Sukeyo Fuchi was a renowned stage performer, a beauty well known for her gripping performances. Her daughter, Kasane, however, is known as the ugly girl in school and is openly mocked. When Sukeyo dies, Kasane remembers her mother telling her to take a certain lipstick out of her drawer to use it for herself.
In the dark fantasy manga Kasane, the title character discovers that her mother’s lipstick has the power to allow the wearer to swap faces with another person—and not only their face, but their voice as well. With it, she is able to steal the face of an elementary school classmate and perform in a stage production in her place. It’s little wonder that she would take such an opportunity. Kasane’s childhood filled her with anger. She was emotionally abused by her classmates. Her Aunt disregarded her feelings. Her mother died and her father abandoned them. All of this, Kasane felt, was due to her lack of beauty.
The face swap, however, leads to unexpected consequences. After the performance, her classmate dies in a tragic accident, leaving Kasane’s face scarred.
Kasane hated her physical appearance and decided to use the beauty of others to achieve her goals. In her mind, she was fulfilling her late mother’s wishes.
As the series progresses, Kasane continues to use the lipstick to steal the faces of other women. She steals their faces, names, and voices to achieve a glory she never could alone. She abuses these women. Kasane lies, cheats, and even murders to reach her goal. She receives stolen glory as she snatches beauty from others.
Absalom was one of the sons of the Biblical King David. His life is first noted in the Bible because he murders his half-brother who had raped his sister. Absalom then flees Israel for a time.
Eventually, Absalom returns to Jerusalem and watches all that is occurring around him. Suffering for an act he felt was justified, Absalom believes that justice was not served. He felt he deserved the glory of the throne of Israel. And so for the next four years, Absalom bides his time while planning an uprising. He sows seeds of discontent among the people, continuously claiming his father did not provide justice. The Bible in 2 Samuel says that Absalom stole the hearts of the Israelites from the rightful king.
And indeed, Absalom succeeds in overthrowing his father—for a time. However, the stolen glory did not remain forever as David and his troops retake the Kingdom of Israel, and in the process, Absalom is killed.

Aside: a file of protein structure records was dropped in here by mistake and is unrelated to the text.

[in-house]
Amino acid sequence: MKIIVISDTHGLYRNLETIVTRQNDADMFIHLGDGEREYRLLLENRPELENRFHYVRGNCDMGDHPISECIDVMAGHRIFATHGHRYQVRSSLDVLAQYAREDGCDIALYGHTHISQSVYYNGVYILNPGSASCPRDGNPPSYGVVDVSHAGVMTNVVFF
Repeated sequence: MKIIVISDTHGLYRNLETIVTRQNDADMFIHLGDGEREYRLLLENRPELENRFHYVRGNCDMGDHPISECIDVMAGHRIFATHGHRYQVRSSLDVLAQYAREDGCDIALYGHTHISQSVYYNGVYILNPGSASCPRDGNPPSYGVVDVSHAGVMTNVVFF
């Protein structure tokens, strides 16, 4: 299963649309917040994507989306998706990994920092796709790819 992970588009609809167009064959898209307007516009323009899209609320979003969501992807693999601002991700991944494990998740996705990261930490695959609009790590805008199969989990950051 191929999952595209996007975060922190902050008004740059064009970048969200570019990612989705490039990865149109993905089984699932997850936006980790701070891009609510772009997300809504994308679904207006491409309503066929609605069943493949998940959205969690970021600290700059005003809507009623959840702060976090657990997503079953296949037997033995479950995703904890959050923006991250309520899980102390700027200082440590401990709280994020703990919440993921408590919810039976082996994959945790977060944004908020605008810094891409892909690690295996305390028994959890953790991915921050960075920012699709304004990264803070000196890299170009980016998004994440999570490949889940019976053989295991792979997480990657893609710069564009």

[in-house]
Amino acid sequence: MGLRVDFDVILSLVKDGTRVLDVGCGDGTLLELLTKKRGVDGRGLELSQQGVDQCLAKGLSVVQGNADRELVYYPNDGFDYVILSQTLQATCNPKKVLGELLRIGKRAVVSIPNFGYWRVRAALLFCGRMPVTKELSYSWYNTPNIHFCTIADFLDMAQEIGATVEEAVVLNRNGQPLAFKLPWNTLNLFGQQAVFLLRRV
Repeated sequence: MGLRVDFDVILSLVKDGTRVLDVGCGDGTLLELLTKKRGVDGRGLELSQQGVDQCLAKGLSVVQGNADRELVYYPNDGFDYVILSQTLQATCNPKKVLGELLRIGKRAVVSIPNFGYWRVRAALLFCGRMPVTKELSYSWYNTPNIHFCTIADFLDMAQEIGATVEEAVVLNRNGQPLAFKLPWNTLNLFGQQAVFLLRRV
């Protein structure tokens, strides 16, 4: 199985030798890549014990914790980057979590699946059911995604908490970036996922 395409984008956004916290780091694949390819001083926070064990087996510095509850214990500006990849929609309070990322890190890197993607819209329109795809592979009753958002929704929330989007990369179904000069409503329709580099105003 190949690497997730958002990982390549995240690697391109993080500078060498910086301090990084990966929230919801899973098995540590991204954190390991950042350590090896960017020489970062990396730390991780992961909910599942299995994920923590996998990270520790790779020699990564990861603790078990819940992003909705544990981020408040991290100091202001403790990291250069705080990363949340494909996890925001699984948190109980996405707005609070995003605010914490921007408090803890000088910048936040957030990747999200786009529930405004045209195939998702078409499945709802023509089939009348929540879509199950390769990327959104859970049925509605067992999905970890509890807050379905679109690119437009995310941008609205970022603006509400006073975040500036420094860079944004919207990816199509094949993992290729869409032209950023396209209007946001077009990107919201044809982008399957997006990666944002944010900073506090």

Suffered and Stolen
Absalom and Kasane have more in common than you would think at first glance.
Both suffered early in life due in no small part to the success of their parents.
Both of them felt they deserved more than what they had.
Both of them felt they could use the glory or beauty of others better than the person who originally held the power.
And in both cases, their sins eventually caught up to them.
There is another examples I need to mention when considering those who capture that which does not belong to them. That person is me.
When Christ took the nails on the cross, He sacrificially suffered for us. He took our place permanently, bearing our shame and punishment. In so doing, the Lord granted us His undeserved merit—His grace.
I do not deserve this glory. I do not deserve eternal life. Yet, here I am, being transformed by Christ into a new self forgiven of my sins.
When I think about it, this feels wrong. It feels as though justice was not served. My sin (my face) was traded for Christ’s; He received death, and I received eternal life. I do not deserve the Lord’s grace, yet here I am snatching it from Him.
I am as bad as Kasane and Absalom.
I do not deserve forgiveness, and yet forgiveness is granted. I do not deserve grace, and yet grace is given. I do not deserve a chance to be in the presence of the Lord, Christ made that possible.
In his song, “I’m Guilty,” Christian hip-hop artist KJ-52 sings:
I confess now to what it was.
I was guilty of making the very Son of God now shed His blood, and
I was guilty of the reason now why He was hung, and
I’m guilty for every evil thing not that I have done.
I’m guilty for it all, I can’t blame no one.
I’m filthy with what caused the death of the Son.
It kills me to think I was the one who shed His blood.
I still think of the way He died now and how it was.
It feels me with pain inside, I feel like throwing up.
I can’t escape, I can’t lie, I didn’t make it up.
I was the one who took the life of the Holy One.
This is the first time I’ve confessed now to what I’ve done.
I’m guilty, guilty.
He’s right. I am guilty, too. But unlike both Absalom and Kasane, the glory I received was not stolen from others—Christ grants us His free gift of salvation willingly. And that’s how my story differs from theirs, veering away from suffering and death, and toward a life I equally do not deserve.
No, I don’t deserve the glory I’ve received, but that was the point. And that’s the beauty of God.
Volume one of Kasane can be ordered from Amazon.